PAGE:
Before I start today I want to point you to a couple of really cool new websites. The first is "Goodsearch.com" (see at: www.goodsearch.com). Goodsearch, which is powered by Yahoo, puts a portion of the $8 billion geenerated by search engines to work for charities. Possibilities Journey Inc., (www.possjrny.org) is now listed there, so you can donate to us just by searching the Web - check it out. The second is a group called "Freerice.com" (see at: www.freerice.com). This site is great for all ages as it helps people become more literate and generates rice for people to eat. The way it works is that a word is given and you have to pick the correct definition. Each correct answer generates rice grains. It's a great tool, and I'm going to engage my teenagers and church Youth Group in this activity.
Now to the thought for today...integration. The term "integrative medicine" is thrown about a lot nowadays. I think that most people know that these terms mean the integration of complementary (aka alternative)approaches to classic Western medicine (that is herbals, acupuncture, aurvedic, etc). While this may be a step in the right direction, it really still just approaches the person as an entity to treat with medicine, not truly integrating the whole person into the treatment.
Integrative care, however, is an approach that values the whole person (mind, body, spirit) and looks to identify with the person those approaches that are most meaningful to them. Those approaches might be meditation and use of healing services to care for areas of brokenness that are driving pain medication use (as an example). In a new book entitled, "Making Health Care Whole" (by Puchalski and Ferrell) the authors explore this type of holistic approach.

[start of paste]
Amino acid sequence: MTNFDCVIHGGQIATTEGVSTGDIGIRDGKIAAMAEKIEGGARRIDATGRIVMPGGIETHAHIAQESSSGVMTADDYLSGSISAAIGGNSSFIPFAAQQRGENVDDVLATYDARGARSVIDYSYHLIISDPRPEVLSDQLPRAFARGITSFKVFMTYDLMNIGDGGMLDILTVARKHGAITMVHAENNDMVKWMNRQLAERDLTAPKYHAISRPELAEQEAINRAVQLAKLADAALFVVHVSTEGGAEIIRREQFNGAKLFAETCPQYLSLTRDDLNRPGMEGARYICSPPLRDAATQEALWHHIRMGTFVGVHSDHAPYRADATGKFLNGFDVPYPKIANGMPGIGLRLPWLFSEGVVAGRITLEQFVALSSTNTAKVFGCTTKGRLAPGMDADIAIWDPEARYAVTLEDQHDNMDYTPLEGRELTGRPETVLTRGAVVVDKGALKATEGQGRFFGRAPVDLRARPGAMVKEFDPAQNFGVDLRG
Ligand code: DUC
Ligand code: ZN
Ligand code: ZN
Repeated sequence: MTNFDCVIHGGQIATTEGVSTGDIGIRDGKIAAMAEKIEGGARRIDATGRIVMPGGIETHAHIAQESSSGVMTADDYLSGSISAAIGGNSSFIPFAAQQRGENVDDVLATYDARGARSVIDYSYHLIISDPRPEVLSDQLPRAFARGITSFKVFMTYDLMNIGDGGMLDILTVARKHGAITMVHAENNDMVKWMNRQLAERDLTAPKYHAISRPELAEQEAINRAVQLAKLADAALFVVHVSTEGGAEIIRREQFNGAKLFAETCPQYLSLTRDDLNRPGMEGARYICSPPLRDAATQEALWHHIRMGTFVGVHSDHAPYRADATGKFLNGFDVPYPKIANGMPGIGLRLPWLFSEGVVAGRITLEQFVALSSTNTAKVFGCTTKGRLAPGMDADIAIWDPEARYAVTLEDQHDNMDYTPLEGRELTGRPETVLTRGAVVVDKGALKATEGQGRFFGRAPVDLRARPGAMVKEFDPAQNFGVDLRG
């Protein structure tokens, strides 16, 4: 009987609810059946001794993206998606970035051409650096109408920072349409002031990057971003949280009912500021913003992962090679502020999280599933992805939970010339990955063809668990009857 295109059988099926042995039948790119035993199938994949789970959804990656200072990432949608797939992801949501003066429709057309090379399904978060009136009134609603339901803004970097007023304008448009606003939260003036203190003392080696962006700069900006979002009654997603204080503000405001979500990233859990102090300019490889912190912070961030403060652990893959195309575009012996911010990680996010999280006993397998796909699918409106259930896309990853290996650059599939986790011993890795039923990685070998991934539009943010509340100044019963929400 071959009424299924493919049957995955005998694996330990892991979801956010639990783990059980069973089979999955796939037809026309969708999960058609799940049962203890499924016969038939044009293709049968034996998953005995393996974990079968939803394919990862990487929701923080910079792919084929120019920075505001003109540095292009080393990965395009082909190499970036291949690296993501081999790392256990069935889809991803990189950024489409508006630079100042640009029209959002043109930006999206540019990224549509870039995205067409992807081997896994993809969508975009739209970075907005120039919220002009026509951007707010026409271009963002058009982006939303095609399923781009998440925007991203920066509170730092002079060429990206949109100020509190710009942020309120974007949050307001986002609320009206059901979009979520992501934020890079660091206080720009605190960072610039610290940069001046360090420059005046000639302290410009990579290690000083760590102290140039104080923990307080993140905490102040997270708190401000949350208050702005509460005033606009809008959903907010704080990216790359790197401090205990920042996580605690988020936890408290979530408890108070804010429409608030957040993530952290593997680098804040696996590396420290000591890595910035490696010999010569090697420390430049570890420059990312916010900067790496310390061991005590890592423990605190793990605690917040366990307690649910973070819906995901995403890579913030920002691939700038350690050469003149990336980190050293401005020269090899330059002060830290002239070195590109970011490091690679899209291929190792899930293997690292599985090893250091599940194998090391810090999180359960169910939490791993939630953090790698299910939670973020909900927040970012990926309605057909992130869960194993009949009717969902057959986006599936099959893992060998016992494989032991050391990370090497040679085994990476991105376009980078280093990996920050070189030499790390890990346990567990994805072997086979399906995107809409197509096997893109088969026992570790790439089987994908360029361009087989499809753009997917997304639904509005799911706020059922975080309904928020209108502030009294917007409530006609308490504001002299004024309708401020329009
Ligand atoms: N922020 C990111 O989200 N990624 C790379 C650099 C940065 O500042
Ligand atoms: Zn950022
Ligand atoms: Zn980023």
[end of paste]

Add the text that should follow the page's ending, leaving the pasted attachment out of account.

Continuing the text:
Dr. Puchalski runs the George Washington University's Institute of Spirituality and Health (www.GWiSH.org). She has been a leader in bringing teaching on spirituality and spiritual needs of persons into physician training programs across the U.S. Her goal is to see that physicians are trained to be more understanding of the spiritual aspects of all disease, and to not neglect this in their differential. However, this is an uphill battle to counteract the biomedical diagnostic approach that is drilled into every physician. Also, this type of appraoch is not reimbursed, so busy MD's will find it difficult to do this routinely.
However, by integrating spirituality into the process of care, we now are truly linking all aspects of the disease process. While complementary approaches do offer some benefit, it is still the same "pill for every ill" approach that hasn't addressed the whole person. Only when we integrate the whole person, as well as the support system for that person, into the plan of care will we make significant progress towards Shalom.